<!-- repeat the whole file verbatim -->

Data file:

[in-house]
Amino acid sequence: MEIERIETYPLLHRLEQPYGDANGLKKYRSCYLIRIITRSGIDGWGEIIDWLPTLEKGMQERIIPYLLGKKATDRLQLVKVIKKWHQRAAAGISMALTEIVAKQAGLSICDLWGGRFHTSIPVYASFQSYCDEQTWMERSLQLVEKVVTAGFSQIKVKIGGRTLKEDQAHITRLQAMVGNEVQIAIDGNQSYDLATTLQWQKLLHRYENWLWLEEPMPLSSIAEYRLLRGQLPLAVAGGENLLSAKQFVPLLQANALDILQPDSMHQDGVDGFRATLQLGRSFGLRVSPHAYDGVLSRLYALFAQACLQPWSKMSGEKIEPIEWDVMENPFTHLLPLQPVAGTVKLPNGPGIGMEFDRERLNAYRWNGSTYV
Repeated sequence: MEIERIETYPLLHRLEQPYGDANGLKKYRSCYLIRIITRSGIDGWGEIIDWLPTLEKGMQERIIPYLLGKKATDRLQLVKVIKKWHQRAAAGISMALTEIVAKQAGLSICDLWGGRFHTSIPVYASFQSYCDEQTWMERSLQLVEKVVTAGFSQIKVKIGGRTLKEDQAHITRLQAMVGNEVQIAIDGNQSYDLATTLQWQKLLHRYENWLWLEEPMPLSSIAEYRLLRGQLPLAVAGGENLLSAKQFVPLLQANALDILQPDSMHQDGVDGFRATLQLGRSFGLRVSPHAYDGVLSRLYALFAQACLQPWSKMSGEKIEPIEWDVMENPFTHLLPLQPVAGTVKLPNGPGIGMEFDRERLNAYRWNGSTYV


[in-house]
Amino acid sequence: MEIERIETYPLLHRLEQPYGDANGLKKYRSCYLIRIITRSGIDGWGEIIDWLPTLEKGMQERIIPYLLGKKATDRLQLVKVIKKWHQRAAAGISMALTEIVAKQAGLSICDLWGGRFHTSIPVYASFQSYCDEQTWMERSLQLVEKVVTAGFSQIKVKIGGRTLKEDQAHITRLQAMVGNEVQIAIDGNQSYDLATTLQWQKLLHRYENWLWLEEPMPLSSIAEYRLLRGQLPLAVAGGENLLSAKQFVPLLQANALDILQPDSMHQDGVDGFRATLQLGRSFGLRVSPHAYDGVLSRLYALFAQACLQPWSKMSGEKIEPIEWDVMENPFTHLLPLQPVAGTVKLPNGPGIGMEFDRERLNAYRWNGSTYV
Repeated sequence: MEIERIETYPLLHRLEQPYGDANGLKKYRSCYLIRIITRSGIDGWGEIIDWLPTLEKGMQERIIPYLLGKKATDRLQLVKVIKKWHQRAAAGISMALTEIVAKQAGLSICDLWGGRFHTSIPVYASFQSYCDEQTWMERSLQLVEKVVTAGFSQIKVKIGGRTLKEDQAHITRLQAMVGNEVQIAIDGNQSYDLATTLQWQKLLHRYENWLWLEEPMPLSSIAEYRLLRGQLPLAVAGGENLLSAKQFVPLLQANALDILQPDSMHQDGVDGFRATLQLGRSFGLRVSPHAYDGVLSRLYALFAQACLQPWSKMSGEKIEPIEWDVMENPFTHLLPLQPVAGTVKLPNGPGIGMEFDRERLNAYRWNGSTYV